“ It may be thought simplicity in me, that all “ this time of my reign I have not fought to 6 advance my territories, and enlarge my domi“ nions, for opportunity hath served me to do it. 66 I acknowledge my womanhood and weakness ss in that respect; but though it hath not been 5 hard to obtain, yet I doubted how to keep the ' 66 things so obtained ; that hath only held me “ from such attempts. And I must say, my mind 66 was never to invade my neighbours, or to “ usurp over any; I am contented to reign over 56 mine own, and to rule as a just Prince..
6 Yet the King of Spain doth challenge me to “ be the quarreller and the beginner of all these 36 wars, in which he doth me the greatest wrong
that can be; for my conscience doth not ac“ cuse my thoughts wherein I have done him *“ the least injury; but I am persuaded in my *" conscience, if he knew what I know, he him“ felf would be sorry for the wrong that he hath « done me, ; ! iisa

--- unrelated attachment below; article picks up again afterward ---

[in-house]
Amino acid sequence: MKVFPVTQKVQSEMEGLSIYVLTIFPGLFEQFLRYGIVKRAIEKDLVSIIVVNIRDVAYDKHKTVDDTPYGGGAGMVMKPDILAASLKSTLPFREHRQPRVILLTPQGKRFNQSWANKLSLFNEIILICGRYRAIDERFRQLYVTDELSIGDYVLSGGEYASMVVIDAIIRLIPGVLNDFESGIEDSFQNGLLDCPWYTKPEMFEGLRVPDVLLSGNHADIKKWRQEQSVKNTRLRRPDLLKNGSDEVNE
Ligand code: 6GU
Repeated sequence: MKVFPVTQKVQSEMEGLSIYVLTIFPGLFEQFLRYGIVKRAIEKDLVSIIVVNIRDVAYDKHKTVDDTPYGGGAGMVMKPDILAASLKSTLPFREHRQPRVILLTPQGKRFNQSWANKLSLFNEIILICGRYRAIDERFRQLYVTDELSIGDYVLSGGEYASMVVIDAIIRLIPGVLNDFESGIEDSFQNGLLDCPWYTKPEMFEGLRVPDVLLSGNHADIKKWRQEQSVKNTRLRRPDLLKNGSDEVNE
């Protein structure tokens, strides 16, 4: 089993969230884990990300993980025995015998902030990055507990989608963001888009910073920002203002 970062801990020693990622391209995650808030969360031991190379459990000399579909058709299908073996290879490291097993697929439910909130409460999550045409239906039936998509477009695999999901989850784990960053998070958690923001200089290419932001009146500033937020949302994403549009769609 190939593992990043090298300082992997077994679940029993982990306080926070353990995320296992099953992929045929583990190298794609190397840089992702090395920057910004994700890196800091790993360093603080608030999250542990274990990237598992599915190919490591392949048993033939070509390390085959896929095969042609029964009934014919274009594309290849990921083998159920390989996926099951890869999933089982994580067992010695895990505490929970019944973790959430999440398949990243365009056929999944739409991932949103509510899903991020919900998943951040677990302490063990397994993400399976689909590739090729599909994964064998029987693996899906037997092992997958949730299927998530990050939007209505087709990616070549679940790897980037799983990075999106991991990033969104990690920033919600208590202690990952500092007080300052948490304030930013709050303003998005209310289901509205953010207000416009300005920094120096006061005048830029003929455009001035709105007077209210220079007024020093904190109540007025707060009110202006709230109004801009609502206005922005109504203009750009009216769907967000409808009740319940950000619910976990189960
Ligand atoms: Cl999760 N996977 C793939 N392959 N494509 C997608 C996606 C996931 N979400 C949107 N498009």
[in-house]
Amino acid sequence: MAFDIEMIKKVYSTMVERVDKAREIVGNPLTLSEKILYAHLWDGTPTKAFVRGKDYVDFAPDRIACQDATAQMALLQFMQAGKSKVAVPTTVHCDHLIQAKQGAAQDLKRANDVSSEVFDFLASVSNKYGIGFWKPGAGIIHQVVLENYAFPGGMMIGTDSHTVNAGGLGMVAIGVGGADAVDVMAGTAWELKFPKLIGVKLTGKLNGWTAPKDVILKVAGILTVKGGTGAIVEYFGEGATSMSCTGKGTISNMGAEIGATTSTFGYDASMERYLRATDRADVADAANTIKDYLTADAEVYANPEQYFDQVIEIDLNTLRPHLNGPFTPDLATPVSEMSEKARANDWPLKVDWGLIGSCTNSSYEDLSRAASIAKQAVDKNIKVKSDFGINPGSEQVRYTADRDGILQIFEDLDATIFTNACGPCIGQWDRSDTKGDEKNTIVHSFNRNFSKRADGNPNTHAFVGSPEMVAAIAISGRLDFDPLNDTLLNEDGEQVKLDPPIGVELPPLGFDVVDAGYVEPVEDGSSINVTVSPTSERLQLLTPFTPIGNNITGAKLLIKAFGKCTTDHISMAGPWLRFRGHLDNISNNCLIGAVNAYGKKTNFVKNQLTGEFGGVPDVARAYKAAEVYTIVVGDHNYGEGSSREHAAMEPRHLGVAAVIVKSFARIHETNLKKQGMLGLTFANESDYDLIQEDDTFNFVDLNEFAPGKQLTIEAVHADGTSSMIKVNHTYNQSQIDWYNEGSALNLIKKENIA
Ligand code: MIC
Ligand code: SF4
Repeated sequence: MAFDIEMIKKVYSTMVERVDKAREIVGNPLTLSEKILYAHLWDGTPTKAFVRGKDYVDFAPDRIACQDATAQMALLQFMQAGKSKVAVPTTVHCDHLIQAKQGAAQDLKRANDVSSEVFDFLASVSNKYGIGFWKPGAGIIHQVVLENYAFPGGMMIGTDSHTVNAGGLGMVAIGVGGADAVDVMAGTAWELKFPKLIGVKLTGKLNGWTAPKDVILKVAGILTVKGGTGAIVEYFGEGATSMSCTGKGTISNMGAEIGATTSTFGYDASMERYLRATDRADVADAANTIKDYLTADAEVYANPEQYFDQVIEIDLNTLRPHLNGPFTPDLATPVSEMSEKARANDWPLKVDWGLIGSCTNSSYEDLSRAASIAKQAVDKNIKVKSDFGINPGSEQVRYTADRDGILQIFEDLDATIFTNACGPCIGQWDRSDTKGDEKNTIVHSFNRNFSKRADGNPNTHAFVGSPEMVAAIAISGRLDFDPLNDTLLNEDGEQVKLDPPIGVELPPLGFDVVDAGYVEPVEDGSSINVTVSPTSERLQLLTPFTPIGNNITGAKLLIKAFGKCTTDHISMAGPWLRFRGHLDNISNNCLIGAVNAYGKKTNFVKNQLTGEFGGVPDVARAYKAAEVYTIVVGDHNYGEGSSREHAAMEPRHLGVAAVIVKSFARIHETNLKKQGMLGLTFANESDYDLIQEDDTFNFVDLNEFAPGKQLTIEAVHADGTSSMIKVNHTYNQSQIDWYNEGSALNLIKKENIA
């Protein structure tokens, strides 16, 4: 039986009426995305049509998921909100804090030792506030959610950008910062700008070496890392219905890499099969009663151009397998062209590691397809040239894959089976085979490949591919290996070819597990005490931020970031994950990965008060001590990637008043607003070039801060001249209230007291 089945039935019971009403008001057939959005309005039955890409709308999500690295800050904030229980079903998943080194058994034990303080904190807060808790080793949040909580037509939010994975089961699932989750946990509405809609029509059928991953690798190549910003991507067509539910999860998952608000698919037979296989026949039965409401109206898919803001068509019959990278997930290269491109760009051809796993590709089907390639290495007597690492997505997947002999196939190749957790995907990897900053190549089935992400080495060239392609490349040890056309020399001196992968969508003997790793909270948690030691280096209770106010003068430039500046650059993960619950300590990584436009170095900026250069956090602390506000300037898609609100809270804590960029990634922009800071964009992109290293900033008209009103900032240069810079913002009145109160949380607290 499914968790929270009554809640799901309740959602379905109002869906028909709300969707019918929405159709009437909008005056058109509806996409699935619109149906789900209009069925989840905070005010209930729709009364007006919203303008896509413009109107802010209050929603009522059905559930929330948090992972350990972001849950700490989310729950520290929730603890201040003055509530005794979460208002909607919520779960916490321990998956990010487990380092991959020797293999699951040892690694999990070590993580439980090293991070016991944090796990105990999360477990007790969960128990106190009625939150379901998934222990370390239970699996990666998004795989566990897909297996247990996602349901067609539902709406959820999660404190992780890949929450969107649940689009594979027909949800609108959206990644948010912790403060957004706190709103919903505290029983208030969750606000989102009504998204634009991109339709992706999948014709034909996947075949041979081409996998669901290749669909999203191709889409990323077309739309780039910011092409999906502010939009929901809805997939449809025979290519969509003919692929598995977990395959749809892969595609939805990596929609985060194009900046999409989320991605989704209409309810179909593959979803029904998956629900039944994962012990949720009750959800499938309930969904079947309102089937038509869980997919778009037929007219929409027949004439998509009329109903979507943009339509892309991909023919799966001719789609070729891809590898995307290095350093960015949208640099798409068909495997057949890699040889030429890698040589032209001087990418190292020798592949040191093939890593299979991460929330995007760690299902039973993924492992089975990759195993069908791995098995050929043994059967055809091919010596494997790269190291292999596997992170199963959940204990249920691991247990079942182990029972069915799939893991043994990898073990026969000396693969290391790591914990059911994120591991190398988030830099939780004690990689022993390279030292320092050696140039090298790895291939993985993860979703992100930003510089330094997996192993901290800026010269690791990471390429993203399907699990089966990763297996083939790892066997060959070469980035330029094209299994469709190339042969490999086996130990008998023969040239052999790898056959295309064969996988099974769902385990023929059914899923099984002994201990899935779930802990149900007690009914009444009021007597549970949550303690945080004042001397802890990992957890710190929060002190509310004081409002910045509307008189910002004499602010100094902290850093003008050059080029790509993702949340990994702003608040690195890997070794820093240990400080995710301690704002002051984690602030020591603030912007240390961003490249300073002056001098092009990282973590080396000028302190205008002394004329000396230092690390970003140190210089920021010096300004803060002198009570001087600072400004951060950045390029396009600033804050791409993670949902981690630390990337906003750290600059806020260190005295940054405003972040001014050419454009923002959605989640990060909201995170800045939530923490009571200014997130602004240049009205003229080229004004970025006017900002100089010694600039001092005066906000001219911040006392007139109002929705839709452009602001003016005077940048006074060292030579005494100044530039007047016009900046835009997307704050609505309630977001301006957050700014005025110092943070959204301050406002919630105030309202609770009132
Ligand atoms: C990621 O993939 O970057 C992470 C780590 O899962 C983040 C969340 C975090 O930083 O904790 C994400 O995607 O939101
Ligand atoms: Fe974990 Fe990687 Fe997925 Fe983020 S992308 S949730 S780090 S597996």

66 I fear
56. I fear not all his threatenings; his great “ preparations and mighty forces do not stir 66 me; for though he come against me with a
greater power than ever was his Invincible 6 Navy, I doubt not (God assisting me, upon 66 whom I always trust) but that I shall be able 66 to defeat and overthrow him. I have great 66 advantage against him, for my cause is just.
“ I heard say, when he attempted his last in. 66 vasion, some upon the sea-coast forfook their “ towns, and flew up higher into the country, " and left all naked and exposed to his entrance. “ But I swear unto you by God, if I knew those “ persons, or any that shall do so hereafter, I $c will make them know and feel what it is to be 65 so fearful in so urgent a cause,